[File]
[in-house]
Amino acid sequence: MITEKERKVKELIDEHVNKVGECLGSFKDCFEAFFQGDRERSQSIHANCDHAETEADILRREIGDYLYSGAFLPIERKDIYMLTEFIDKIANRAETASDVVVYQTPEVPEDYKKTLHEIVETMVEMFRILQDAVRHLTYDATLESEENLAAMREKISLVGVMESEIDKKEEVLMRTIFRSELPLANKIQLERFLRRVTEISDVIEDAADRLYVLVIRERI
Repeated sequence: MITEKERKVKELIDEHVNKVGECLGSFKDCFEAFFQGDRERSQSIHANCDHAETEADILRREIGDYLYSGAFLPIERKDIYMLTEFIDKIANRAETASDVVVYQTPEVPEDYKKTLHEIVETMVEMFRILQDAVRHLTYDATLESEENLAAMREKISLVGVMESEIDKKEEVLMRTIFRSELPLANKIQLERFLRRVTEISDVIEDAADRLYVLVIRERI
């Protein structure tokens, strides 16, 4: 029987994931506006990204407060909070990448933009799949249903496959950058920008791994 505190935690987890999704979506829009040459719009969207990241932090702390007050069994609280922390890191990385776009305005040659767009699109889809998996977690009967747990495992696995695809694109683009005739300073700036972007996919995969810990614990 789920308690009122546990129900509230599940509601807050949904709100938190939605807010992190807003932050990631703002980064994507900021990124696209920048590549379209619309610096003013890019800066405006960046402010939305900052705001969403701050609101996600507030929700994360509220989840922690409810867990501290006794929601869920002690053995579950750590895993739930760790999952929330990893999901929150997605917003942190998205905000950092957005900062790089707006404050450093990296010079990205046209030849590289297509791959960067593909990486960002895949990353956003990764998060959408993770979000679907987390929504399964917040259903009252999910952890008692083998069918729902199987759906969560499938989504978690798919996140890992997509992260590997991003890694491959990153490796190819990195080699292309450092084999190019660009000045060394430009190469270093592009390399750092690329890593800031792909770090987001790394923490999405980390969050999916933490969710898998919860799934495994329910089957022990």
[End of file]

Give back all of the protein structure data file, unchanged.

[in-house]
Amino acid sequence: MITEKERKVKELIDEHVNKVGECLGSFKDCFEAFFQGDRERSQSIHANCDHAETEADILRREIGDYLYSGAFLPIERKDIYMLTEFIDKIANRAETASDVVVYQTPEVPEDYKKTLHEIVETMVEMFRILQDAVRHLTYDATLESEENLAAMREKISLVGVMESEIDKKEEVLMRTIFRSELPLANKIQLERFLRRVTEISDVIEDAADRLYVLVIRERI
Repeated sequence: MITEKERKVKELIDEHVNKVGECLGSFKDCFEAFFQGDRERSQSIHANCDHAETEADILRREIGDYLYSGAFLPIERKDIYMLTEFIDKIANRAETASDVVVYQTPEVPEDYKKTLHEIVETMVEMFRILQDAVRHLTYDATLESEENLAAMREKISLVGVMESEIDKKEEVLMRTIFRSELPLANKIQLERFLRRVTEISDVIEDAADRLYVLVIRERI
């Protein structure tokens, strides 16, 4: 029987994931506006990204407060909070990448933009799949249903496959950058920008791994 505190935690987890999704979506829009040459719009969207990241932090702390007050069994609280922390890191990385776009305005040659767009699109889809998996977690009967747990495992696995695809694109683009005739300073700036972007996919995969810990614990 789920308690009122546990129900509230599940509601807050949904709100938190939605807010992190807003932050990631703002980064994507900021990124696209920048590549379209619309610096003013890019800066405006960046402010939305900052705001969403701050609101996600507030929700994360509220989840922690409810867990501290006794929601869920002690053995579950750590895993739930760790999952929330990893999901929150997605917003942190998205905000950092957005900062790089707006404050450093990296010079990205046209030849590289297509791959960067593909990486960002895949990353956003990764998060959408993770979000679907987390929504399964917040259903009252999910952890008692083998069918729902199987759906969560499938989504978690798919996140890992997509992260590997991003890694491959990153490796190819990195080699292309450092084999190019660009000045060394430009190469270093592009390399750092690329890593800031792909770090987001790394923490999405980390969050999916933490969710898998919860799934495994329910089957022990």